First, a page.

This always sounds like a good idea. Here's the problem, though: Who decides that the speed was unsafe?

    Obviously, you wouldn't be driving at an unsafe speed. So you're cruising down that rain-slicked highway at 85 MPH and everything is fine until some other idiot who doesn't believe 85 MPH is a safe speed shows up in front you doing 50. As you slam into the back of him, you think, "This isn't my fault! It's that idiot driving 50 MPH! I was perfectly safe until he showed up!"

    Yes, in an ideal world, we would all drive at a safe speed and be respectful of each other. But the reality is that you have different people with different driving abilities and different cars with different capabilities and the whole idea that everybody on the freeway can be trusted to "do the right thing" is completely absurd. That's why you need to have an arbitrary number.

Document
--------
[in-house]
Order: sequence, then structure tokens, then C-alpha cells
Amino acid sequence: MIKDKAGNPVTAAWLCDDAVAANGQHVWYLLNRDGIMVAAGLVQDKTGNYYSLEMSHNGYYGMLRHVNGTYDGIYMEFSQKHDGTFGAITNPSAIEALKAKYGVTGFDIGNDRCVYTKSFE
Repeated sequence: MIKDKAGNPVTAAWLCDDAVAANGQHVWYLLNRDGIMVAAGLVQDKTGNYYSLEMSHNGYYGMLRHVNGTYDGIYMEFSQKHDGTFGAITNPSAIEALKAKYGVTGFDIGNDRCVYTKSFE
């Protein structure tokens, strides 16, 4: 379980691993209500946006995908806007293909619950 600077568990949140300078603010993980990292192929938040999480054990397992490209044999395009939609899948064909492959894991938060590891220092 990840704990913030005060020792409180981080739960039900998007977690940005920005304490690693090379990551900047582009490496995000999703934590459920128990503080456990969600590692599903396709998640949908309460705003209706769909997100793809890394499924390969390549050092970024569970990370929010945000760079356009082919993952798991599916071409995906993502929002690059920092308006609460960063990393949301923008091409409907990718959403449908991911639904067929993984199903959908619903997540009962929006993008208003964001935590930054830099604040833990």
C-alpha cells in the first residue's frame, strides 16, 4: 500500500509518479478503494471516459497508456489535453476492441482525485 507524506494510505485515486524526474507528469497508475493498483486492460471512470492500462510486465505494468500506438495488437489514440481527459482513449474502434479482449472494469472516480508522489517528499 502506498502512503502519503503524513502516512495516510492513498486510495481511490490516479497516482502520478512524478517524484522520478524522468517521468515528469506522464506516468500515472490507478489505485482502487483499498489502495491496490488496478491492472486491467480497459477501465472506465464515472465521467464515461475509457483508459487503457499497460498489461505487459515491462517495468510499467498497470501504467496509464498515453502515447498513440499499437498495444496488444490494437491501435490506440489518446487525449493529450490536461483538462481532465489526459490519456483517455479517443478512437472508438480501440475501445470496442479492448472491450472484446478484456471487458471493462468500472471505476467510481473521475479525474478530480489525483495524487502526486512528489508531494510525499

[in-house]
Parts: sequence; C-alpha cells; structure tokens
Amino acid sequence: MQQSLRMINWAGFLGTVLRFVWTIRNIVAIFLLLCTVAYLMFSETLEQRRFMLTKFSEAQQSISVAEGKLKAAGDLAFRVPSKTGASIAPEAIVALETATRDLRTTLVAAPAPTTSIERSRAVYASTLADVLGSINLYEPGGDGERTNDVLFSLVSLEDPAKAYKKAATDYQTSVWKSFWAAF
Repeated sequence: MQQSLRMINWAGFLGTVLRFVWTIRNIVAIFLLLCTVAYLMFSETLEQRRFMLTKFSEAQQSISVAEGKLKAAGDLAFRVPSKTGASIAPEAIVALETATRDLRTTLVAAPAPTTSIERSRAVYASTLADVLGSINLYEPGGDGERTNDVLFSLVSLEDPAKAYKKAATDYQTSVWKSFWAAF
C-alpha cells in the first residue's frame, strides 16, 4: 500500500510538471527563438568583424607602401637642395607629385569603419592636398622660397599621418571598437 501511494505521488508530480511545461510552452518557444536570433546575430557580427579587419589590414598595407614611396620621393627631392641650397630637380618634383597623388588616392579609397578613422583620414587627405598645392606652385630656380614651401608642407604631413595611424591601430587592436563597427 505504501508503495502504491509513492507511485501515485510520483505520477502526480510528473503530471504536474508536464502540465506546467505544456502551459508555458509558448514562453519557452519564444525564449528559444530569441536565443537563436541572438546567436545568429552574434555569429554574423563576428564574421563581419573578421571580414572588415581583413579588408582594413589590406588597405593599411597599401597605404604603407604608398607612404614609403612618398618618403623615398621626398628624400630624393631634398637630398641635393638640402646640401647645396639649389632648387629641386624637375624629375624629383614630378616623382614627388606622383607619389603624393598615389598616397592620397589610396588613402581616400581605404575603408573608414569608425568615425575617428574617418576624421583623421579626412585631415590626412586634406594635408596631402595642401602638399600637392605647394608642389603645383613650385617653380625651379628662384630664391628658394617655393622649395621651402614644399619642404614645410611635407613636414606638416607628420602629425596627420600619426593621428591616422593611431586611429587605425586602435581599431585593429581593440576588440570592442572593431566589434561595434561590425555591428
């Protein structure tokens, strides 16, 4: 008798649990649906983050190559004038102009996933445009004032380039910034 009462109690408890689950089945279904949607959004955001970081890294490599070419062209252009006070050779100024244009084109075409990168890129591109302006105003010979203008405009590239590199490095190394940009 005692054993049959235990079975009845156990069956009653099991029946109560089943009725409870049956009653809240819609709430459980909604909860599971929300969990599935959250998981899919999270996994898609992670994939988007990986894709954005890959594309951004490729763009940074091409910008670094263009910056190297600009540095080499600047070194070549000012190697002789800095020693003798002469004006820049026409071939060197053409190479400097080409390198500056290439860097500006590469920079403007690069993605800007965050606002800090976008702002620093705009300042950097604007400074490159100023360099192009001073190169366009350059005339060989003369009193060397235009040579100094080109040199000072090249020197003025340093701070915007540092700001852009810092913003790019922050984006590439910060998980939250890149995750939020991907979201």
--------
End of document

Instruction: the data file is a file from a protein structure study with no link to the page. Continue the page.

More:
• by drinkypoo (153816) <martin.espinoza@gmail.com> on Tuesday May 14, 2013 @09:31PM (#43727937) Homepage Journal

    You are too late with your helpful suggestion. Obamacare is a tax on everyone who lives. Doesn't matter if *you* do not need insurance. Big Brother knows best.

    We all pay into fire services so that when someone else's house is burning, it gets put out, because burning houses are toxic and because they might light our house on fire. We pay into society because if society burns down we all fail.

    Whether Obamacare is a good implementation is another question, I personally think the answer is no. Whether national health is a good idea, however... if you don't think so, you need to come down off your ivory tower and take a look at what is going on in this country. Unless you really are of the mindset that we should simply let the unproductive die, in which case I hope you die of ass cancer.

  • by OhANameWhatName (2688401) on Tuesday May 14, 2013 @10:56PM (#43728455)